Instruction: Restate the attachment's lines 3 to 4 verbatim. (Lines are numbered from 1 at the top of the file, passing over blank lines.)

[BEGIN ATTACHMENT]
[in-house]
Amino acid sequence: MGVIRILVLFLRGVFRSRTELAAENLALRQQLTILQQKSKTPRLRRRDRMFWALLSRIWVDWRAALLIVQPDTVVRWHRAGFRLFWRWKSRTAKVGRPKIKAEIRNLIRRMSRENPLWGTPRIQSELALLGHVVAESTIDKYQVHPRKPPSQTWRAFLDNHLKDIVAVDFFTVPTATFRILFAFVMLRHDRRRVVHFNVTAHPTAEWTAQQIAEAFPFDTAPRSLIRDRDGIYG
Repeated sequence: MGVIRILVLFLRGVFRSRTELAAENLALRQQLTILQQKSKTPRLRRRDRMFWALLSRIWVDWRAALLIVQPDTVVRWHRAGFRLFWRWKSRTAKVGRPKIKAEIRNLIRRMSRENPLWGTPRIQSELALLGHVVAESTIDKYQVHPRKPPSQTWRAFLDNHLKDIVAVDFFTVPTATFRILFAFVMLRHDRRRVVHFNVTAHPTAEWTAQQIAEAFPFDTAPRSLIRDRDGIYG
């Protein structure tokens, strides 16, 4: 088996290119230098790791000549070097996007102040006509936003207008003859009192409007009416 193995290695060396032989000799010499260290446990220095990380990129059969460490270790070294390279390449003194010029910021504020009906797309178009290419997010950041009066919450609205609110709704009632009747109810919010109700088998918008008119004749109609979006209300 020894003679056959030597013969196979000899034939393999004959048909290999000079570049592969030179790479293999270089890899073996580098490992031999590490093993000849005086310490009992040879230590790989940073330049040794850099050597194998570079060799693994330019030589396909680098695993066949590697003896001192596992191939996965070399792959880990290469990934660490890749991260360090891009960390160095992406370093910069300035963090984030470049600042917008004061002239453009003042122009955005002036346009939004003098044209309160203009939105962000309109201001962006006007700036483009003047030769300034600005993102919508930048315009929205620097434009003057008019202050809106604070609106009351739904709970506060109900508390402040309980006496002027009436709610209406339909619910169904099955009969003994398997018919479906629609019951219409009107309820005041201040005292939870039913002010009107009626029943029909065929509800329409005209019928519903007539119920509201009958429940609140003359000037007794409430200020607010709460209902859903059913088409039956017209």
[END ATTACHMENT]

Repeated sequence: MGVIRILVLFLRGVFRSRTELAAENLALRQQLTILQQKSKTPRLRRRDRMFWALLSRIWVDWRAALLIVQPDTVVRWHRAGFRLFWRWKSRTAKVGRPKIKAEIRNLIRRMSRENPLWGTPRIQSELALLGHVVAESTIDKYQVHPRKPPSQTWRAFLDNHLKDIVAVDFFTVPTATFRILFAFVMLRHDRRRVVHFNVTAHPTAEWTAQQIAEAFPFDTAPRSLIRDRDGIYG
């Protein structure tokens, strides 16, 4: 088996290119230098790791000549070097996007102040006509936003207008003859009192409007009416 193995290695060396032989000799010499260290446990220095990380990129059969460490270790070294390279390449003194010029910021504020009906797309178009290419997010950041009066919450609205609110709704009632009747109810919010109700088998918008008119004749109609979006209300 020894003679056959030597013969196979000899034939393999004959048909290999000079570049592969030179790479293999270089890899073996580098490992031999590490093993000849005086310490009992040879230590790989940073330049040794850099050597194998570079060799693994330019030589396909680098695993066949590697003896001192596992191939996965070399792959880990290469990934660490890749991260360090891009960390160095992406370093910069300035963090984030470049600042917008004061002239453009003042122009955005002036346009939004003098044209309160203009939105962000309109201001962006006007700036483009003047030769300034600005993102919508930048315009929205620097434009003057008019202050809106604070609106009351739904709970506060109900508390402040309980006496002027009436709610209406339909619910169904099955009969003994398997018919479906629609019951219409009107309820005041201040005292939870039913002010009107009626029943029909065929509800329409005209019928519903007539119920509201009958429940609140003359000037007794409430200020607010709460209902859903059913088409039956017209």